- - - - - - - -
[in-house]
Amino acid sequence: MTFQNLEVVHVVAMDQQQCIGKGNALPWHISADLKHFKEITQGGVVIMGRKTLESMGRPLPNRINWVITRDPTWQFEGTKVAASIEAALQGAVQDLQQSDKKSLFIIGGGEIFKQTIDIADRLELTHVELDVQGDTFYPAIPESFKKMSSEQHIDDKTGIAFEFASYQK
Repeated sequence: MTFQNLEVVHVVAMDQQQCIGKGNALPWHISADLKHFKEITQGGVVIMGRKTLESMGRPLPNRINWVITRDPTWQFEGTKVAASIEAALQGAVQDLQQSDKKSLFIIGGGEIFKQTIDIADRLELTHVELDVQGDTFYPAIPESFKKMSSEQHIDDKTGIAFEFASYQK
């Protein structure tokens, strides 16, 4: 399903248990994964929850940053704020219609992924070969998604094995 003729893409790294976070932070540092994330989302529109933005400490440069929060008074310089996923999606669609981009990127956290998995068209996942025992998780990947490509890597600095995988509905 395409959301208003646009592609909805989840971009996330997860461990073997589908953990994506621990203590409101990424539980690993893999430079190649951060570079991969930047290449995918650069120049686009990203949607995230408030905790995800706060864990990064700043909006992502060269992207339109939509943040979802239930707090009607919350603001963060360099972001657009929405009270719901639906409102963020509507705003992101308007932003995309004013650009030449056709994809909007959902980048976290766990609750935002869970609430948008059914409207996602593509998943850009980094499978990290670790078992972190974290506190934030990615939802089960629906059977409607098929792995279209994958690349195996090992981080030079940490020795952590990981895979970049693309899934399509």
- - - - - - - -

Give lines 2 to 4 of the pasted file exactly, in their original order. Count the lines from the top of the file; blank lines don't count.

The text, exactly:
Amino acid sequence: MTFQNLEVVHVVAMDQQQCIGKGNALPWHISADLKHFKEITQGGVVIMGRKTLESMGRPLPNRINWVITRDPTWQFEGTKVAASIEAALQGAVQDLQQSDKKSLFIIGGGEIFKQTIDIADRLELTHVELDVQGDTFYPAIPESFKKMSSEQHIDDKTGIAFEFASYQK
Repeated sequence: MTFQNLEVVHVVAMDQQQCIGKGNALPWHISADLKHFKEITQGGVVIMGRKTLESMGRPLPNRINWVITRDPTWQFEGTKVAASIEAALQGAVQDLQQSDKKSLFIIGGGEIFKQTIDIADRLELTHVELDVQGDTFYPAIPESFKKMSSEQHIDDKTGIAFEFASYQK
């Protein structure tokens, strides 16, 4: 399903248990994964929850940053704020219609992924070969998604094995 003729893409790294976070932070540092994330989302529109933005400490440069929060008074310089996923999606669609981009990127956290998995068209996942025992998780990947490509890597600095995988509905 395409959301208003646009592609909805989840971009996330997860461990073997589908953990994506621990203590409101990424539980690993893999430079190649951060570079991969930047290449995918650069120049686009990203949607995230408030905790995800706060864990990064700043909006992502060269992207339109939509943040979802239930707090009607919350603001963060360099972001657009929405009270719901639906409102963020509507705003992101308007932003995309004013650009030449056709994809909007959902980048976290766990609750935002869970609430948008059914409207996602593509998943850009980094499978990290670790078992972190974290506190934030990615939802089960629906059977409607098929792995279209994958690349195996090992981080030079940490020795952590990981895979970049693309899934399509």